The Importance of Being Earnest
by Oscar Wilde
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Table of Contents
1. The Importance of Being Earnest: Introduction
2. Oscar Wilde Biography
7. Historical Context
8. Critical Overview
9. Essays and Criticism
10. Compare and Contrast
11. Topics for Further Study
12. Media Adaptations
13. What Do I Read Next?
14. Bibliography and Further Reading
Oscar Wilde's most successful play, The Importance of Being Earnest, became an instant hit when it opened in London, England, in February, 1895, running for eighty−six performances. The play has remained popular with audiences ever since, vying with Wilde's 1890 novel The Portrait of Dorian Gray as his most recognized work. The play proves vexing to critics, though, for it resists categorization, seeming to some merely a flimsy plot which serves as an excuse for Wilde's witty epigrams (terse, often paradoxical, sayings or catch−phrases). To others it is a penetratingly humorous and insightful social comedy. When Earnest opened, Wilde was already familiar to readers for Dorian Gray, as well as for collections of fairy tales, stories, and literary criticism. Theatre−goers knew him for his earlier dramatic works, including three previous successes, Lady Windermere's Fan (1892), A Women of No Importance (1893), and An Ideal The Importance of Being Earnest
Husband (1895), as well as for his more controversial play, Salome (1896), which was banned in Britain for its racy (by nineteenth century standards) sexual content.
The Importance of Being Earnest has been favorably compared with William Shakespeare's comedy Twelfth Night and Restoration plays like Richard Brinsley Sheridan's School for Scandal and Oliver Goldsmith's She Stoops to Conquer. While it is generally acknowledged that Wilde's play owes a debt to these works, critics have contended that the playwright captures something unique about his era, reworking the late Victorian melodramas and stage romances to present a farcical, highly satiric work—though audiences generally appraise the play as simply great fun.
Tragically, as The Importance of Being Earnest, his fourth and most successful play, received acclaim in London, Wilde himself became embroiled in the legal actions against his homosexuality that would end his career and lead to imprisonment, bankruptcy, divorce, and exile. » Back to Table of Contents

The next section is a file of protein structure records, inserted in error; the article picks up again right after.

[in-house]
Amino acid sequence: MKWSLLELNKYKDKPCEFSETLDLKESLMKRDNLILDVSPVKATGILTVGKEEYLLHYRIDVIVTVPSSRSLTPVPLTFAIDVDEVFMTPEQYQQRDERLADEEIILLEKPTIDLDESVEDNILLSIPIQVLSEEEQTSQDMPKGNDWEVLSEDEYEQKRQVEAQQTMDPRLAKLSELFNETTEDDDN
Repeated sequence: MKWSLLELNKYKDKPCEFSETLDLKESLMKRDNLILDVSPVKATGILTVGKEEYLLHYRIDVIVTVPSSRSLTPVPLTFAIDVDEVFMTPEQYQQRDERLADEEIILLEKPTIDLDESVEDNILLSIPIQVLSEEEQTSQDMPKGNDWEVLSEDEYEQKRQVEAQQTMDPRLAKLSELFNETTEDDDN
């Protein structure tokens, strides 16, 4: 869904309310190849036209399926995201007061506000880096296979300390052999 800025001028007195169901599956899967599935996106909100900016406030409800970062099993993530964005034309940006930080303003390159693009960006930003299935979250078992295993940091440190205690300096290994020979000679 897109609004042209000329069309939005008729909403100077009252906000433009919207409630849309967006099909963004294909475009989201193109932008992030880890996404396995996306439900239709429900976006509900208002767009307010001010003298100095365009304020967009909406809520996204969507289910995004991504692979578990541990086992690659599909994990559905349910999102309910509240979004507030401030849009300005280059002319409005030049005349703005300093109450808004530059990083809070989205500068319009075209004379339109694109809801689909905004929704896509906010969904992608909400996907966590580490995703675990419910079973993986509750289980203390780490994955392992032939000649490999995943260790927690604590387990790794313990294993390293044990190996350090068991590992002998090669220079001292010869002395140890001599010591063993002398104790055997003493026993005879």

Oscar (Fingal O'Flahertie Wills) Wilde was born on October 15 (though some sources cite October 16), 1854 (some sources cite 1856), in Dublin, Ireland, where he would spend his youth. His father was a celebrated eye and ear surgeon who was knighted by Queen Victoria for founding a hospital and writing an influential medical textbook. Wilde's mother, Jane Francesca Elgee Wilde, came to be called "Speranza," writing poems, stories, essays, and folklore meant to give hope to advocates of rights for women and Ireland. Wilde won prizes in the classics at Portora Royal School in Ulster, and his continued success in classic studies at Dublin's Trinity College won him a scholarship to attend Magdalen College, Oxford, where he earned a B.A. In 1878, the undergraduate Wilde won the Newdigate Prize for his poem "Ravenna." While at Oxford, the ideas of Walter Pater and John Ruskin...
Bibliography: Beckson, Karl. "Oscar Wilde." In Concise Dictionary of British Literary Biography, Volume 4: Victorian
Bentley, Eric. The Playwright As Thinker. Reynal & Hitchcock, 1946.
Reinert, Otto. "Satiric Strategy in 'The Importance of Being Earnest. '" In College English, Vol. 18, no. 1,
October, 1956, pp
Roditi, Edourd. Oscar Wilde. New Directions, 1986.
Briggs, Asa. The Age of Improvement. Longman, 1988. A readable, comprehensive history of the
mid−Victorian years in England
Ellmann, Richard. Oscar Wilde. 1988. This is the standard literary biography of Wilde, providing a wealth of
detail about his personal life as well as insight into the composition of his works.
Ellmann, Richard, ed. Oscar Wilde: A Collection of Critical Essays. Prentice−Hall, 1969. Most helpful for
exploring the thinking about Wilde by his contemporaries such as W
Hobsbawm, Eric. The Age of Capital, 1848−1875. McKay, 1975. Although this history concentrates on the
middle of the nineteenth century, Hobsbawm usefully situates the roots of social trends that would influence
Holland, Vyvyan B. Oscar Wilde: A Pictorial Biography. Viking, 1961. Holland is Wilde 's son. While this
book contains a brief biography, the highlights are the fine photographs of Wilde and many of the people in
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